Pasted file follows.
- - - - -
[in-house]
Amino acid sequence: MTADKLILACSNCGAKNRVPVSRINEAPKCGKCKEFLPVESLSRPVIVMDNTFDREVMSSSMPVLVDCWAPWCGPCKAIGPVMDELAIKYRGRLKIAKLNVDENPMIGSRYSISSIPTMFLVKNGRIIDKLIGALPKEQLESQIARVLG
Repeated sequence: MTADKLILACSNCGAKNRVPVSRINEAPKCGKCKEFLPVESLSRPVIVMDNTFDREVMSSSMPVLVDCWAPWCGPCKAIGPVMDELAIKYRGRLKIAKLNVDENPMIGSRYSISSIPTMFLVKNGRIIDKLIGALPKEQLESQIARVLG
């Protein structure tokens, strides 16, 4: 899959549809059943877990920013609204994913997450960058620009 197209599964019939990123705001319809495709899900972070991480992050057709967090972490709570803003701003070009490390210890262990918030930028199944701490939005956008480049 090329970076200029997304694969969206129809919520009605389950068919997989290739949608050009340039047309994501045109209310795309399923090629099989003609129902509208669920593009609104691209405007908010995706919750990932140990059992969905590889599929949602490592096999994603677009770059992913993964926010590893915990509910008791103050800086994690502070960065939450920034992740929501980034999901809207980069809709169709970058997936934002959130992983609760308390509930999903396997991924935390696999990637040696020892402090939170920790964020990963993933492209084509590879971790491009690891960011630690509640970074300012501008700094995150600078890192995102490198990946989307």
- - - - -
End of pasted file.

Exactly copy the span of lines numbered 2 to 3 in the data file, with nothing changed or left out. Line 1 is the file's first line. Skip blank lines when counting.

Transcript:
Amino acid sequence: MTADKLILACSNCGAKNRVPVSRINEAPKCGKCKEFLPVESLSRPVIVMDNTFDREVMSSSMPVLVDCWAPWCGPCKAIGPVMDELAIKYRGRLKIAKLNVDENPMIGSRYSISSIPTMFLVKNGRIIDKLIGALPKEQLESQIARVLG
Repeated sequence: MTADKLILACSNCGAKNRVPVSRINEAPKCGKCKEFLPVESLSRPVIVMDNTFDREVMSSSMPVLVDCWAPWCGPCKAIGPVMDELAIKYRGRLKIAKLNVDENPMIGSRYSISSIPTMFLVKNGRIIDKLIGALPKEQLESQIARVLG